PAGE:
COVINGTON - Rep. Jim Marshall, D-Ga., said he opposes all five bills that are proposed to address health care reform.
Marshall said any plan that does not address the bleak financial future of the health care system won't be effective and the current plans are "just throwing more money at the system."
"In their present form, if any of these bills came up, I'd vote 'no,'" he said.
Marshall's comments came at a meeting with administrators of Newton Medical Center on Thursday afternoon. Marshall has been traveling around the 8th District in recent days to take the public pulse on health care reform. In addition to hosting town hall meetings, he is also meeting with those in the health care field.
"The system we have is broken," Marshall said. If the current course continues, in 20 to 30 years the national debt will be $50 trillion, with $40 trillion of that health care related, he said. By that time, health care will take up the lion's share of the budget, with nearly nothing left to spend on defense, transportation or education, he added.
Hospital administrators and doctors who attended the meeting had ideas about cutting health care costs and expressed some doubts about a nationalized system.
Hospital Administrator Jim Weadick said perhaps the Medicare and Social Security problems need to be solved before the government takes on another monumental task.
Troy Brooks, assistant administrator of fiscal services, added that if the majority of Congress thinks Medicaid and Medicare are broken, it doesn't make sense to implement another government program as a solution.
Brooks said the rationing of health care that will result must be addressed.
While the so-called death panels that have people up in arms likely won't materialize, a reduction in quality of care could, he said.
For example, a patient in need of an implant has three choices: titanium, ceramic and steel. If a government-sponsored plan only pays for the cheapest option to keep costs down, the patient could be forced to go with lower quality.
But Dr. Mark Hanson, a cardiologist, said rationing is necessary.
"I don't see how we can live in a society where we don't ration. For some reasons, this country thinks health care is a right, without an end to money," he said.
Hanson said he sees the most money wasted toward the end of a patient's life. Families want tests and procedures to prolong the lives of their loved ones, and doctors are too fearful of being sued for malpractice to not follow family directives, he said.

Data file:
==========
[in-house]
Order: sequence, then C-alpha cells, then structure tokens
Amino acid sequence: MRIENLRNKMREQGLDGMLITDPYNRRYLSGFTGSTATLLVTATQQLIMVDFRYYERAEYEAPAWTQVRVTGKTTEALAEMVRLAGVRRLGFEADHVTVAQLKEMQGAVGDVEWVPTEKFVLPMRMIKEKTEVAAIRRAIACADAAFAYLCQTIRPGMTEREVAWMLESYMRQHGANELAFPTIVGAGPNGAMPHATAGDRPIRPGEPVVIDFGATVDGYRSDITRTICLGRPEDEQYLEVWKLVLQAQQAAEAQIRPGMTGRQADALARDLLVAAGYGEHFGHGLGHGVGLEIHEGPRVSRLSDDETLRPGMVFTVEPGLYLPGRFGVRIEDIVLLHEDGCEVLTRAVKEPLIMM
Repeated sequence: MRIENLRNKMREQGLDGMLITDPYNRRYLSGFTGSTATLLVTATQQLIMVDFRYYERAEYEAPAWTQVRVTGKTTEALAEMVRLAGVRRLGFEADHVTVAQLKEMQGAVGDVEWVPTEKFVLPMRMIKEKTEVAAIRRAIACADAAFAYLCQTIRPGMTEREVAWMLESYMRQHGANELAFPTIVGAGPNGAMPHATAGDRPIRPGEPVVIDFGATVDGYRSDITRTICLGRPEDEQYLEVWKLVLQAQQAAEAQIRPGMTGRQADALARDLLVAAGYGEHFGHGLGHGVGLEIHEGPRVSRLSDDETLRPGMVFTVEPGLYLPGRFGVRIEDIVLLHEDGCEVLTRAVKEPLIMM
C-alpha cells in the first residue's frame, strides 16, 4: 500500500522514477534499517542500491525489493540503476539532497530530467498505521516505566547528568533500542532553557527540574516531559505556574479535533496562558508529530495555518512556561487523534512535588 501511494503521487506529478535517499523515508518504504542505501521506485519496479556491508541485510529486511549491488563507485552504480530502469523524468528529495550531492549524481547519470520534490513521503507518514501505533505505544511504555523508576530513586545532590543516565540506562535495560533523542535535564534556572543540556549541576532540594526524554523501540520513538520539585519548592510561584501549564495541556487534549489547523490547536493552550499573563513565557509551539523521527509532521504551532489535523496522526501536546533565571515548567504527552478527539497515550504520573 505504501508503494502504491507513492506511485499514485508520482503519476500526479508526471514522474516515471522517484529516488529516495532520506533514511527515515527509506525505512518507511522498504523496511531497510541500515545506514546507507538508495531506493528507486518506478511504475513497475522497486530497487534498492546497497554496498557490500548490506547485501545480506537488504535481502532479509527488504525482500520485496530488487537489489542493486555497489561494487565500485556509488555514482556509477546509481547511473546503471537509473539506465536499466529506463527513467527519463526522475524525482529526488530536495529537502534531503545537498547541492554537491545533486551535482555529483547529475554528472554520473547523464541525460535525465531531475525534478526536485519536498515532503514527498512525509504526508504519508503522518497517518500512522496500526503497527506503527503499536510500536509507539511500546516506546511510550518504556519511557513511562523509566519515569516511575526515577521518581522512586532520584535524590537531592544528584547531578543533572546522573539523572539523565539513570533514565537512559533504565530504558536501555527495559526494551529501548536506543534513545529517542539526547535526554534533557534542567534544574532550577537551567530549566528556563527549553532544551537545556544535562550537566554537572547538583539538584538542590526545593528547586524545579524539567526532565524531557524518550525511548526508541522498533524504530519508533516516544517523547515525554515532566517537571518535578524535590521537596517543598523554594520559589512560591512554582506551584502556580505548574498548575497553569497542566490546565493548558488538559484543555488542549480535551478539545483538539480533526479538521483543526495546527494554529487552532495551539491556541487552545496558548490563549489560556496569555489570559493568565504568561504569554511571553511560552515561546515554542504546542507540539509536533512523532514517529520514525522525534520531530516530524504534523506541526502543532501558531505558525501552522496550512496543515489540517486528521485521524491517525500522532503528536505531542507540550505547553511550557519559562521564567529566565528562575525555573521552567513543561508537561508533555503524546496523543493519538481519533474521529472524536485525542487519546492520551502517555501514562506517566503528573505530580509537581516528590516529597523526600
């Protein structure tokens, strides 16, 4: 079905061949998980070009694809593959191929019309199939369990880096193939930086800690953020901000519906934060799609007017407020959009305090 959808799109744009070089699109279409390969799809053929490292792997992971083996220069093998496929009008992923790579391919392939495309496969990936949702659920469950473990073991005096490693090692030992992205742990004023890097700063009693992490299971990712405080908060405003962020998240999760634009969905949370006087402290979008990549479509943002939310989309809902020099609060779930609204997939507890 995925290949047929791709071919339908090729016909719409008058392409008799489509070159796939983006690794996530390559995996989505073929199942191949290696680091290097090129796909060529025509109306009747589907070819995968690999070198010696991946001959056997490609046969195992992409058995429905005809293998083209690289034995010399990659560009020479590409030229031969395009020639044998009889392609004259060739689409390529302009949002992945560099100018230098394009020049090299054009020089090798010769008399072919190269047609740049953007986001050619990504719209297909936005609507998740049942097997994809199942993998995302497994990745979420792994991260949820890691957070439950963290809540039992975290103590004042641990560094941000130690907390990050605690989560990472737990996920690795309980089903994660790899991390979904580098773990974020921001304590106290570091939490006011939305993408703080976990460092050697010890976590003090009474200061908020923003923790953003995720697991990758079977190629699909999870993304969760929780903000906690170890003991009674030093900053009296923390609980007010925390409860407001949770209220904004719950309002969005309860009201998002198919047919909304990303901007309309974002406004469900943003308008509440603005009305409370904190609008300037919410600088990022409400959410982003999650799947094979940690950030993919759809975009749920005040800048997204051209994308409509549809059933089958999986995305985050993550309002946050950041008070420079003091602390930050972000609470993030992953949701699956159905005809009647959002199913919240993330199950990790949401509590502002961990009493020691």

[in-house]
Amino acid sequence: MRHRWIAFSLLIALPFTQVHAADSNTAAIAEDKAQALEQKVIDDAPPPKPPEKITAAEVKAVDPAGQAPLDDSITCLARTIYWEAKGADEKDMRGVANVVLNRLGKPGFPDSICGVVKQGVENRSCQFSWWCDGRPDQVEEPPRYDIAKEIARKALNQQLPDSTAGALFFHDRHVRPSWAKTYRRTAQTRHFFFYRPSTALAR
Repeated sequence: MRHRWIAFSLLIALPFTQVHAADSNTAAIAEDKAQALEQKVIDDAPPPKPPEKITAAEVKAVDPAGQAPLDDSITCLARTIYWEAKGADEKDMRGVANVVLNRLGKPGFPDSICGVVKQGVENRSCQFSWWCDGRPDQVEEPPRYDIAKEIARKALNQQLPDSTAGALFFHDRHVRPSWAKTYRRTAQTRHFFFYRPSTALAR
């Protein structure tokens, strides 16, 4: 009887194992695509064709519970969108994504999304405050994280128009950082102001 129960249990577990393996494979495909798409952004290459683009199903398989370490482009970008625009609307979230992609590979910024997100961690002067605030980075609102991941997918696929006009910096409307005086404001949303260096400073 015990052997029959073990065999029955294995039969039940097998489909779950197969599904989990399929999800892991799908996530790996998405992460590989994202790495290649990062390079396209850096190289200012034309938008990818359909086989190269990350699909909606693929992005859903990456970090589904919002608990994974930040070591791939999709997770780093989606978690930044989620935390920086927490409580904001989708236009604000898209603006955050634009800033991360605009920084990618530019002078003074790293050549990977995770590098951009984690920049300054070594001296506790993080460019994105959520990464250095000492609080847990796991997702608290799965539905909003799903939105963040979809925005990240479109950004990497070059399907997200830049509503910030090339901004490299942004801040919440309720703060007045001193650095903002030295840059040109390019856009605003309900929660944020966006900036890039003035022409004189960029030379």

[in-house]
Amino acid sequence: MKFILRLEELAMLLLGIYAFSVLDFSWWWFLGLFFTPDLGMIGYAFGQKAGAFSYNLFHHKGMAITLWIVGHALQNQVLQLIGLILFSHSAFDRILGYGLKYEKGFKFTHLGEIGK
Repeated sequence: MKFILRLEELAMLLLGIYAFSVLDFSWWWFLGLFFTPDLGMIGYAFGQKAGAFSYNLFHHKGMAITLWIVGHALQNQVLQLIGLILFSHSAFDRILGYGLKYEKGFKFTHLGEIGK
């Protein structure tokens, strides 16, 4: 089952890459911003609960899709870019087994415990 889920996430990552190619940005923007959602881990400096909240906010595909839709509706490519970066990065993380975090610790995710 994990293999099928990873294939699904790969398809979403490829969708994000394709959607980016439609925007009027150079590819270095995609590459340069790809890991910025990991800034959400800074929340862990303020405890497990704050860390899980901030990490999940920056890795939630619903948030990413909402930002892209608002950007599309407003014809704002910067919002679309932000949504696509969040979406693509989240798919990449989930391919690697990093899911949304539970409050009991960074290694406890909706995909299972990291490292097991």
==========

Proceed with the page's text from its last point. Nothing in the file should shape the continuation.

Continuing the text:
"I think a whole lot of money is wasted in the last couple of months of people's lives on extremely expensive therapies," Hanson said. "Rationing is just a word that this country is going to have to get used to."
Dr. Steve Whitworth, the hospital's chief of staff, agreed that he could cut the cost of his services by 25 percent if he didn't have to worry about being sued.
Weadick said medical malpractice legislation passed in 2004 gave insurance companies "a free ride," noting that malpractice insurance premiums have not been reduced.
He said the fear of a lawsuit means that every patient who comes to the emergency room with stomach pain will have a CT scan - a $1,000 test - even if the ER doctor doesn't believe it's necessary.
He also said there are not enough primary care physicians to meet the surge in demand that will result from the health care reform, if all Americans are required to get insurance.
Marshall said he does not believe a public option plan is necessary to improve the health care system.
It's right to be worried that a government-sponsored plan could drive private insurers out of the market, leaving consumers with only one insurance option, he said. Americans must have confidence that they are in control of managing their own health care, he added.
The Healthy Americans Act that proposes universal private health insurance coverage could be an alternative, he said.
The bill would guarantee private health care coverage for all Americans and allow them to choose their health insurance provider; provide health benefits equal to those that members of Congress enjoy; make health care portable from job to job and even allow Americans to keep it between jobs; and provide incentives for individuals and insurers to focus on prevention, wellness and disease management, rewarding healthy lifestyles.
Marshall said he needs more information before deciding if he will support the bill.
Crystal Tatum can be reached at firstname.lastname@example.org.